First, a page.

You talked about having roots in California, but you also have a couple of stories in this book set in Latin America. Are you drawing on your own experiences there, or was that something you needed to research?

There is a novel hovering somewhere in a building in Manhattan which I wrote about boxing in Cuba. A few years ago my family and I lived in Cuba, in a very different moment, and knew some interesting moments: we were spied on and then considered CIA spies or unscrupulous sports agents come to steal talent, we were almost deported, we were almost not allowed to leave the country.

In the story “The Christian Girl,” you make interesting use of names–sometimes proper names, and sometimes using descriptions of people as their names. What was the appeal of doing this in this particular story?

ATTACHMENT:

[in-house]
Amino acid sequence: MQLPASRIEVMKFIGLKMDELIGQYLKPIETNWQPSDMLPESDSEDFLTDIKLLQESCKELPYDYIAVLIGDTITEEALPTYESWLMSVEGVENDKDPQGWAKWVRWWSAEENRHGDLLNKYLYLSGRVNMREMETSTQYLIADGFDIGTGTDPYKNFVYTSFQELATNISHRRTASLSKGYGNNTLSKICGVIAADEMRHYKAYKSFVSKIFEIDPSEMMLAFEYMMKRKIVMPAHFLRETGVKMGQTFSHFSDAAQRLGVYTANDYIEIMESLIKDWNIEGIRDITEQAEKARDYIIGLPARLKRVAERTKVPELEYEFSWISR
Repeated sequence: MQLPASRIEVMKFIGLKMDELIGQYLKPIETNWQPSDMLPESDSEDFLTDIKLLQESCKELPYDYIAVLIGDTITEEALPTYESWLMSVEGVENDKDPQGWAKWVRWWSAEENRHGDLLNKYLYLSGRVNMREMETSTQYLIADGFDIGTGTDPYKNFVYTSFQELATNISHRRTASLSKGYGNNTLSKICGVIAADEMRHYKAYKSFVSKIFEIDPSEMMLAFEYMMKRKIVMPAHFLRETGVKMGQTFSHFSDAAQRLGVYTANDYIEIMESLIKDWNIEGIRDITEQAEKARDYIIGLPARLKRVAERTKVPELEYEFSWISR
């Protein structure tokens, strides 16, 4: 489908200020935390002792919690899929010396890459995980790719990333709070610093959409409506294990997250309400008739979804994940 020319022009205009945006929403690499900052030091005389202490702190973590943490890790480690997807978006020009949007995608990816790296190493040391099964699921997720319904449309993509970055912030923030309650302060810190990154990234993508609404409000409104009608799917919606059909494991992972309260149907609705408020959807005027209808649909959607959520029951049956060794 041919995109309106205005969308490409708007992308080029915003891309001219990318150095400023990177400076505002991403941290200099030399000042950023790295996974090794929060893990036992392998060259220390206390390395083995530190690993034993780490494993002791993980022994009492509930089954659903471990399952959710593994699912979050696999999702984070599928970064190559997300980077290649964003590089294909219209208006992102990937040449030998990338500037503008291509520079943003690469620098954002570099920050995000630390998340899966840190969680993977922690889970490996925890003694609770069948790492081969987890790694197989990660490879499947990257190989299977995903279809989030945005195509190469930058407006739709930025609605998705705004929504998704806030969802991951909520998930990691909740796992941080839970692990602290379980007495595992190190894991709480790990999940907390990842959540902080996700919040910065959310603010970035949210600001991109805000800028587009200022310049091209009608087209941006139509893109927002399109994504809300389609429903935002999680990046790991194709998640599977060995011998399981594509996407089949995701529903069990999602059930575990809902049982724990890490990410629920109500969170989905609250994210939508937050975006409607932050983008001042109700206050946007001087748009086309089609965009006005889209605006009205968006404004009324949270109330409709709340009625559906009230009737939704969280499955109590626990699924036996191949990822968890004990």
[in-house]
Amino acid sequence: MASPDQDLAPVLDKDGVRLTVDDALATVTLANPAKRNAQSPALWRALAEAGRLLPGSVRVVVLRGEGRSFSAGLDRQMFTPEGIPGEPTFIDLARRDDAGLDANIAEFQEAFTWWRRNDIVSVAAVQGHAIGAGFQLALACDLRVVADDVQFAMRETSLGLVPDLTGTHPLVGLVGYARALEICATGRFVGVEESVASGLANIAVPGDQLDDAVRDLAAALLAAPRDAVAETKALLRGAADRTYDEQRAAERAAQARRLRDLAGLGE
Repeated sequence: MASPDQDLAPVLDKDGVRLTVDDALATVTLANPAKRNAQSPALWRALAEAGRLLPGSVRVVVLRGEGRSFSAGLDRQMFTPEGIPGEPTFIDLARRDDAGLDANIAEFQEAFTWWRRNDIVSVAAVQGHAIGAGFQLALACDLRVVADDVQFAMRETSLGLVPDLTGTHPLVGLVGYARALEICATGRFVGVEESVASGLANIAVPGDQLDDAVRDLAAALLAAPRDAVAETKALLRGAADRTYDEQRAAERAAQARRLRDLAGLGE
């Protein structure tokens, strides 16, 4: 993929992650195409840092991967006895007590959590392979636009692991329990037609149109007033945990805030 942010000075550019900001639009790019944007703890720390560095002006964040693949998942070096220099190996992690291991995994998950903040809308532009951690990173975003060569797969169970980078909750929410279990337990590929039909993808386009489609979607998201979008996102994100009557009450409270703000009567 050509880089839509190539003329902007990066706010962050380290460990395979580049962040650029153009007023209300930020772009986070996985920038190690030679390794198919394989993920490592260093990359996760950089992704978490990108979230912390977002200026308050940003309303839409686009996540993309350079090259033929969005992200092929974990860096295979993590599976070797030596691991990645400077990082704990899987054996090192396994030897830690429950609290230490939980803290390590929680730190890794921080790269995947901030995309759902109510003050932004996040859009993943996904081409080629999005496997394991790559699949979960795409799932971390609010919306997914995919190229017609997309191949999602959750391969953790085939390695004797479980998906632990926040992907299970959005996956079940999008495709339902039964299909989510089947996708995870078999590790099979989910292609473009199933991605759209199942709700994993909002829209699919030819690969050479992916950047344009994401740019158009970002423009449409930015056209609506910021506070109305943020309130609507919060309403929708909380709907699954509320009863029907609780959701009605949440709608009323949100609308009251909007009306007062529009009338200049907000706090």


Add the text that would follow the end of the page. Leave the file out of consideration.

Any time you name a character, you limit the projecting screen your reader can have. Some authors like to omit names to create greater freedom for the reader. That’s always the question for the writer, isn’t it? How much detail do you wish to grant your reader so together you can enjoy the fiction’s shared dream? How much do you withhold to allow for the lure of mystery? In “The Christian Girl”, I wanted the reader to have an intimate experience of a world of prejudice and otherness, in this case, about the Christian girl. That particular story functions, at least in my mind, as both memoir and fiction.

In writing these stories, did your own relationship to the concept of otherness shift at all?